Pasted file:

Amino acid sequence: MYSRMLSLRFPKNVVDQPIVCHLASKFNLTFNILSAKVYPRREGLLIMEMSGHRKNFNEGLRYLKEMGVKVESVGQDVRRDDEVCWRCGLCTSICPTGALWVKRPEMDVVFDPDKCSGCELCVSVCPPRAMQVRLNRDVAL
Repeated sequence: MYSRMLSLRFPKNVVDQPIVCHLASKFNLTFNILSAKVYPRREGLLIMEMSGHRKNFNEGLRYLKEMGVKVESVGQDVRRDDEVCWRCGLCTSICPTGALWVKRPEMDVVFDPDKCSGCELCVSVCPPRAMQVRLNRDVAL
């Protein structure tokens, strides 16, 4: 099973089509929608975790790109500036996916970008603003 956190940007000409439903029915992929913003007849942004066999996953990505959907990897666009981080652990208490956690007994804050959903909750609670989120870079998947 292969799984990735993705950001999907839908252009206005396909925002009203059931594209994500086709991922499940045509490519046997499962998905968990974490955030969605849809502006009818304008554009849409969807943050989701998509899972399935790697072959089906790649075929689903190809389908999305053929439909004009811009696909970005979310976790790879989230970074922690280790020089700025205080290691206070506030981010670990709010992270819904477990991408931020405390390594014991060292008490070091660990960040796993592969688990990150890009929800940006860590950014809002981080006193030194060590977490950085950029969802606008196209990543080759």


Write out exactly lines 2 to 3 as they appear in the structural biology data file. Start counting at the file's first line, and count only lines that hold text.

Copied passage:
Repeated sequence: MYSRMLSLRFPKNVVDQPIVCHLASKFNLTFNILSAKVYPRREGLLIMEMSGHRKNFNEGLRYLKEMGVKVESVGQDVRRDDEVCWRCGLCTSICPTGALWVKRPEMDVVFDPDKCSGCELCVSVCPPRAMQVRLNRDVAL
């Protein structure tokens, strides 16, 4: 099973089509929608975790790109500036996916970008603003 956190940007000409439903029915992929913003007849942004066999996953990505959907990897666009981080652990208490956690007994804050959903909750609670989120870079998947 292969799984990735993705950001999907839908252009206005396909925002009203059931594209994500086709991922499940045509490519046997499962998905968990974490955030969605849809502006009818304008554009849409969807943050989701998509899972399935790697072959089906790649075929689903190809389908999305053929439909004009811009696909970005979310976790790879989230970074922690280790020089700025205080290691206070506030981010670990709010992270819904477990991408931020405390390594014991060292008490070091660990960040796993592969688990990150890009929800940006860590950014809002981080006193030194060590977490950085950029969802606008196209990543080759």